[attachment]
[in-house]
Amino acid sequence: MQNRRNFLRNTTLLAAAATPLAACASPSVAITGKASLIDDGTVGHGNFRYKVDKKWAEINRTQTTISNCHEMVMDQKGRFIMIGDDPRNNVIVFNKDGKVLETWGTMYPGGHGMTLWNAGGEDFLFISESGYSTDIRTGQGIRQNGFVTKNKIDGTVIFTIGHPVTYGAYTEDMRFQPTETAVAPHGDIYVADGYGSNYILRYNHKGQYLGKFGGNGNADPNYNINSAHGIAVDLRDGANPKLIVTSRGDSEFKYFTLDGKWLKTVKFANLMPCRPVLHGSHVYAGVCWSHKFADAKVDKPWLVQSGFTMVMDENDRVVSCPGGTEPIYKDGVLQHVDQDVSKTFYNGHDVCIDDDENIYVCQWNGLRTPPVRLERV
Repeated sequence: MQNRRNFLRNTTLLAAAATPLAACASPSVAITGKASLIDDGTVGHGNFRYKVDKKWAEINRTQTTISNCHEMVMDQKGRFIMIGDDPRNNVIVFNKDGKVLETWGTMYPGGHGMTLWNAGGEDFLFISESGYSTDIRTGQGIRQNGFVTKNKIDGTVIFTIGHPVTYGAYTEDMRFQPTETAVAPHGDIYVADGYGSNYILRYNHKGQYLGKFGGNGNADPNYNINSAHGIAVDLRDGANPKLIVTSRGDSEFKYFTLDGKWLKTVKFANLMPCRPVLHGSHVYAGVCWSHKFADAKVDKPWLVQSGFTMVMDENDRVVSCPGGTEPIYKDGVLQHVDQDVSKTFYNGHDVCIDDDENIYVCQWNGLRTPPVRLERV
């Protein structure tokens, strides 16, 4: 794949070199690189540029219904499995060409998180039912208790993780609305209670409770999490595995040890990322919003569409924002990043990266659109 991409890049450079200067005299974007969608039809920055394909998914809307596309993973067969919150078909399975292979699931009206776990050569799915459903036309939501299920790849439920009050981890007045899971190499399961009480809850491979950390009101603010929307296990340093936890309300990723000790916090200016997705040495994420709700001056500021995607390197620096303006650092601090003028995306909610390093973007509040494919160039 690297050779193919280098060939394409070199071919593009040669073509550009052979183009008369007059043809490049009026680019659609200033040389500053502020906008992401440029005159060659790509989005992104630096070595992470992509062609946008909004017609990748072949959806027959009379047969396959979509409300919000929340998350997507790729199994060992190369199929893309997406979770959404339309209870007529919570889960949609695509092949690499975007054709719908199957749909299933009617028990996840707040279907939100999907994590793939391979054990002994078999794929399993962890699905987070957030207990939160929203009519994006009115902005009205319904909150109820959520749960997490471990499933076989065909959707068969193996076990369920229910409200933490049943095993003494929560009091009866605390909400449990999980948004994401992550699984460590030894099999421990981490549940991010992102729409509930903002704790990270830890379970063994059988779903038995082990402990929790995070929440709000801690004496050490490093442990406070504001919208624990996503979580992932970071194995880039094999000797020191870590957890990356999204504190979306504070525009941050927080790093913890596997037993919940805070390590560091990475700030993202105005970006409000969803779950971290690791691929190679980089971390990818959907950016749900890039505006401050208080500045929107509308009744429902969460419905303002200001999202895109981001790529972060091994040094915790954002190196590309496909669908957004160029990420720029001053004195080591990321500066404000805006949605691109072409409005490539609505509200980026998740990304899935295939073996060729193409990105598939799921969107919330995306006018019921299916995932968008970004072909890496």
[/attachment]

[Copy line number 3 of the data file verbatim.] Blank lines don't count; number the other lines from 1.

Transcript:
Repeated sequence: MQNRRNFLRNTTLLAAAATPLAACASPSVAITGKASLIDDGTVGHGNFRYKVDKKWAEINRTQTTISNCHEMVMDQKGRFIMIGDDPRNNVIVFNKDGKVLETWGTMYPGGHGMTLWNAGGEDFLFISESGYSTDIRTGQGIRQNGFVTKNKIDGTVIFTIGHPVTYGAYTEDMRFQPTETAVAPHGDIYVADGYGSNYILRYNHKGQYLGKFGGNGNADPNYNINSAHGIAVDLRDGANPKLIVTSRGDSEFKYFTLDGKWLKTVKFANLMPCRPVLHGSHVYAGVCWSHKFADAKVDKPWLVQSGFTMVMDENDRVVSCPGGTEPIYKDGVLQHVDQDVSKTFYNGHDVCIDDDENIYVCQWNGLRTPPVRLERV